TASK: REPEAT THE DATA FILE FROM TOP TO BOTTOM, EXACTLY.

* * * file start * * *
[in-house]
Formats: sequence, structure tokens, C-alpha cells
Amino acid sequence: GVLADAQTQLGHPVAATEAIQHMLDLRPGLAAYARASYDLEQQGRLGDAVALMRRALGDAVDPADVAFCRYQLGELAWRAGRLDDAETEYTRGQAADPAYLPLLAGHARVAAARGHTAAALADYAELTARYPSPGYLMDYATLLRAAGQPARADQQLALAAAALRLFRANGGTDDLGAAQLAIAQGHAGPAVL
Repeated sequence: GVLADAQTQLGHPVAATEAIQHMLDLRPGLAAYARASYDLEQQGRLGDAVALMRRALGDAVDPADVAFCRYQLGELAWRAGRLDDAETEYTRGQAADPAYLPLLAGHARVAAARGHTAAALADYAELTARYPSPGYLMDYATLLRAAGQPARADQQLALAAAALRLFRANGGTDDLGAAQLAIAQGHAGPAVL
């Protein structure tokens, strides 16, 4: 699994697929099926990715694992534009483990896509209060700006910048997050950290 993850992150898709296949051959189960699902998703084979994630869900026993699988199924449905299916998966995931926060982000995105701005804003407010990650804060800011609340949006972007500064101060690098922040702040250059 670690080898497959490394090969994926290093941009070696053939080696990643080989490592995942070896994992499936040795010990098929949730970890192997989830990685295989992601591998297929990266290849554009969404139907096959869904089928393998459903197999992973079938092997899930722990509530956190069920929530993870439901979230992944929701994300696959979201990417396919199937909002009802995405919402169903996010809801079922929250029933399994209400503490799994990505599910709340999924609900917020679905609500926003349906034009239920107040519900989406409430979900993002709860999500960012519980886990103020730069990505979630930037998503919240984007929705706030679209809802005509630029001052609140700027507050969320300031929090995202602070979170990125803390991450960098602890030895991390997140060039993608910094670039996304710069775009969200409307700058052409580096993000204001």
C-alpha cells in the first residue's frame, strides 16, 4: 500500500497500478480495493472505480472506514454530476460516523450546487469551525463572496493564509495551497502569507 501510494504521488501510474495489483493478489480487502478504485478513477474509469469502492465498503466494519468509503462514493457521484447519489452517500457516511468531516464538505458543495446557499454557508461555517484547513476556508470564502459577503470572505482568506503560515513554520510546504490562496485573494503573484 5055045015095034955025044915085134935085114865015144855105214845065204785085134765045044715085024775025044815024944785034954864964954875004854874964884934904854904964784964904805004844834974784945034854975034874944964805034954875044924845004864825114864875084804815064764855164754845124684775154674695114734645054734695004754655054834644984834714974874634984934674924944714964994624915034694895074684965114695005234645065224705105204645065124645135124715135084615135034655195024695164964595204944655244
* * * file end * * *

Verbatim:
[in-house]
Formats: sequence, structure tokens, C-alpha cells
Amino acid sequence: GVLADAQTQLGHPVAATEAIQHMLDLRPGLAAYARASYDLEQQGRLGDAVALMRRALGDAVDPADVAFCRYQLGELAWRAGRLDDAETEYTRGQAADPAYLPLLAGHARVAAARGHTAAALADYAELTARYPSPGYLMDYATLLRAAGQPARADQQLALAAAALRLFRANGGTDDLGAAQLAIAQGHAGPAVL
Repeated sequence: GVLADAQTQLGHPVAATEAIQHMLDLRPGLAAYARASYDLEQQGRLGDAVALMRRALGDAVDPADVAFCRYQLGELAWRAGRLDDAETEYTRGQAADPAYLPLLAGHARVAAARGHTAAALADYAELTARYPSPGYLMDYATLLRAAGQPARADQQLALAAAALRLFRANGGTDDLGAAQLAIAQGHAGPAVL
């Protein structure tokens, strides 16, 4: 699994697929099926990715694992534009483990896509209060700006910048997050950290 993850992150898709296949051959189960699902998703084979994630869900026993699988199924449905299916998966995931926060982000995105701005804003407010990650804060800011609340949006972007500064101060690098922040702040250059 670690080898497959490394090969994926290093941009070696053939080696990643080989490592995942070896994992499936040795010990098929949730970890192997989830990685295989992601591998297929990266290849554009969404139907096959869904089928393998459903197999992973079938092997899930722990509530956190069920929530993870439901979230992944929701994300696959979201990417396919199937909002009802995405919402169903996010809801079922929250029933399994209400503490799994990505599910709340999924609900917020679905609500926003349906034009239920107040519900989406409430979900993002709860999500960012519980886990103020730069990505979630930037998503919240984007929705706030679209809802005509630029001052609140700027507050969320300031929090995202602070979170990125803390991450960098602890030895991390997140060039993608910094670039996304710069775009969200409307700058052409580096993000204001």
C-alpha cells in the first residue's frame, strides 16, 4: 500500500497500478480495493472505480472506514454530476460516523450546487469551525463572496493564509495551497502569507 501510494504521488501510474495489483493478489480487502478504485478513477474509469469502492465498503466494519468509503462514493457521484447519489452517500457516511468531516464538505458543495446557499454557508461555517484547513476556508470564502459577503470572505482568506503560515513554520510546504490562496485573494503573484 5055045015095034955025044915085134935085114865015144855105214845065204785085134765045044715085024775025044815024944785034954864964954875004854874964884934904854904964784964904805004844834974784945034854975034874944964805034954875044924845004864825114864875084804815064764855164754845124684775154674695114734645054734695004754655054834644984834714974874634984934674924944714964994624915034694895074684965114695005234645065224705105204645065124645135124715135084615135034655195024695164964595204944655244